Last Friday, the Senate passed, by a 90-0 vote, the "American
History and Civics Education Act (S. 504), that had been introduced
by Senator Lamar Alexander (R-TN). The bill would create summer institutes for
k-12 teachers in college settings, where they would study civics and history.
It would give some high school juniors and seniors the opportunity to attend a
different set of summer academies; and it would organize a National Alliance of
Teachers of History and Civics, for the sharing of information and ideas.
Alexander said, Civics is being dropped from many school curricula. More
than half the states have no requirement for a course in American government.
And American history has been watered down, textbooks are dull, and their pages
feature victims and diminish heroes. Because of politically correct attitudes
from the left and right, teachers are afraid to teach the great controversies
and struggles that are the essence of American history.
agree and think that Alexander’s points can be substantiated with solid evidence.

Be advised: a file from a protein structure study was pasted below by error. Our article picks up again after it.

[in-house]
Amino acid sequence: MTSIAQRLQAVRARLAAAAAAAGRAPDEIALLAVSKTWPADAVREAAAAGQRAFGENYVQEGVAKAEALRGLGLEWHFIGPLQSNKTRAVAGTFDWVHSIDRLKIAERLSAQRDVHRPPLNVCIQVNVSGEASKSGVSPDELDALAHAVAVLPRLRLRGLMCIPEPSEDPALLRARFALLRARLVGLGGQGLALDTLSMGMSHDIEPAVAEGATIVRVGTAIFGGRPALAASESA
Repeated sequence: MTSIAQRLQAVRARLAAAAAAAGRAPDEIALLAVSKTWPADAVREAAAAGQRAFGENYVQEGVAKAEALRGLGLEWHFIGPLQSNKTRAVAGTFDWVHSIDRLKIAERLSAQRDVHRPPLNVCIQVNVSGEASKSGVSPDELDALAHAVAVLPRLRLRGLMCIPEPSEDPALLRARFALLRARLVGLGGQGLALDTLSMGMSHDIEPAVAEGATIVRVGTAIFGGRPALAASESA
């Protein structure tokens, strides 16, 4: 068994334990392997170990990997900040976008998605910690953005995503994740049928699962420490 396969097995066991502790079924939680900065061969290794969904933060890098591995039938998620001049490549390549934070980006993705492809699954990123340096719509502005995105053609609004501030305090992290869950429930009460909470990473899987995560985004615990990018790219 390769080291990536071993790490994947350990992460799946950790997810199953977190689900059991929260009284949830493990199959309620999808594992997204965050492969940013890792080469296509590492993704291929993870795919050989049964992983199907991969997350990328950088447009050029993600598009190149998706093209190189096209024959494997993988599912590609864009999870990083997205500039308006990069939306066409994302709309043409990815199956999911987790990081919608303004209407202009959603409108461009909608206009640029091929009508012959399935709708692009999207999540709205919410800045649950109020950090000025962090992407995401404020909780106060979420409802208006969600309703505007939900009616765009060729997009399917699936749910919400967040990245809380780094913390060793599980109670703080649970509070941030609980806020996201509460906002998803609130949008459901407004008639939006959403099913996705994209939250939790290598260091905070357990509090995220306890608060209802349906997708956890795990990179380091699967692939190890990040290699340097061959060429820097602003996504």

Partly as a result of the way we teach (or fail to teach) civics, the actual participation
of young people in politics and civic life is dropping, and the least advantaged
are the most often left out.
Many people in the "civic-ed" world
are now calling for a movement to revese these trends, using the Civic
Mission of Schools report as the blueprint. This movement or campaign would
have to address fundamental problems that go well beyond what Senator Alexander
mentioned. Above all, social studies are being squeezed out of the curriculum,
especially in grades 1-8, because of budget cuts and an emphasis on testing in
reading and math. S. 504 has no direct bearing on these trends. It deals with
the in-service education of teachersa worthy goal, if not a crucial one.
But S. 504 could have an indirect positive effect if the participating
k-12 teachers and their college instructors become a national network of advocates
for civic education. Here’s hoping it passes the House and gets adequately funded.